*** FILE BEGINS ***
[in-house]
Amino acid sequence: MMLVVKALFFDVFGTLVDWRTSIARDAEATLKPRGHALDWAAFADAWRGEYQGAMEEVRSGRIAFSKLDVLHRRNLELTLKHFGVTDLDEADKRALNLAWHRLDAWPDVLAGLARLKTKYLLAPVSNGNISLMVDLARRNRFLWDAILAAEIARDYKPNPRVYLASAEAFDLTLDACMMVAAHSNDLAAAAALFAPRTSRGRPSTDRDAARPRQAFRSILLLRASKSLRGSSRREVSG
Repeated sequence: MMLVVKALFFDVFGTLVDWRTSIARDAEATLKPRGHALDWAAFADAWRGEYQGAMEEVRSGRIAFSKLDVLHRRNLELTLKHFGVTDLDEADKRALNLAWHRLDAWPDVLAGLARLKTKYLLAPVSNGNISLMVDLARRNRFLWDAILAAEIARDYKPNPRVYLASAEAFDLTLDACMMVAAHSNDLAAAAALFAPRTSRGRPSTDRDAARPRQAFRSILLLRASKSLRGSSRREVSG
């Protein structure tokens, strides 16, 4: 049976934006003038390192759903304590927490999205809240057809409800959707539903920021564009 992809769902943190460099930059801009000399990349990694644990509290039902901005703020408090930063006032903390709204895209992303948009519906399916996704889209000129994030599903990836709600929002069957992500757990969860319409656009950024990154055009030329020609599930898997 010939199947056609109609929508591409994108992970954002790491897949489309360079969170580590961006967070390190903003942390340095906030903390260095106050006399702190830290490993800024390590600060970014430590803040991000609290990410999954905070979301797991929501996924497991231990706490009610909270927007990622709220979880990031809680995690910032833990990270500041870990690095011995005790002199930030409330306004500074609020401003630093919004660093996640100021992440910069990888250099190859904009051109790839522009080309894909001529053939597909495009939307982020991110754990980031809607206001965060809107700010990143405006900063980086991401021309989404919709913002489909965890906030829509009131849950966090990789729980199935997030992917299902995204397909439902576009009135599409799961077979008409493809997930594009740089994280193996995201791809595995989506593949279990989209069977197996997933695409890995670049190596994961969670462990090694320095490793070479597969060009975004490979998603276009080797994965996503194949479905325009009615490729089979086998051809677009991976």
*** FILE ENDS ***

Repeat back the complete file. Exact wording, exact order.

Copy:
[in-house]
Amino acid sequence: MMLVVKALFFDVFGTLVDWRTSIARDAEATLKPRGHALDWAAFADAWRGEYQGAMEEVRSGRIAFSKLDVLHRRNLELTLKHFGVTDLDEADKRALNLAWHRLDAWPDVLAGLARLKTKYLLAPVSNGNISLMVDLARRNRFLWDAILAAEIARDYKPNPRVYLASAEAFDLTLDACMMVAAHSNDLAAAAALFAPRTSRGRPSTDRDAARPRQAFRSILLLRASKSLRGSSRREVSG
Repeated sequence: MMLVVKALFFDVFGTLVDWRTSIARDAEATLKPRGHALDWAAFADAWRGEYQGAMEEVRSGRIAFSKLDVLHRRNLELTLKHFGVTDLDEADKRALNLAWHRLDAWPDVLAGLARLKTKYLLAPVSNGNISLMVDLARRNRFLWDAILAAEIARDYKPNPRVYLASAEAFDLTLDACMMVAAHSNDLAAAAALFAPRTSRGRPSTDRDAARPRQAFRSILLLRASKSLRGSSRREVSG
């Protein structure tokens, strides 16, 4: 049976934006003038390192759903304590927490999205809240057809409800959707539903920021564009 992809769902943190460099930059801009000399990349990694644990509290039902901005703020408090930063006032903390709204895209992303948009519906399916996704889209000129994030599903990836709600929002069957992500757990969860319409656009950024990154055009030329020609599930898997 010939199947056609109609929508591409994108992970954002790491897949489309360079969170580590961006967070390190903003942390340095906030903390260095106050006399702190830290490993800024390590600060970014430590803040991000609290990410999954905070979301797991929501996924497991231990706490009610909270927007990622709220979880990031809680995690910032833990990270500041870990690095011995005790002199930030409330306004500074609020401003630093919004660093996640100021992440910069990888250099190859904009051109790839522009080309894909001529053939597909495009939307982020991110754990980031809607206001965060809107700010990143405006900063980086991401021309989404919709913002489909965890906030829509009131849950966090990789729980199935997030992917299902995204397909439902576009009135599409799961077979008409493809997930594009740089994280193996995201791809595995989506593949279990989209069977197996997933695409890995670049190596994961969670462990090694320095490793070479597969060009975004490979998603276009080797994965996503194949479905325009009615490729089979086998051809677009991976």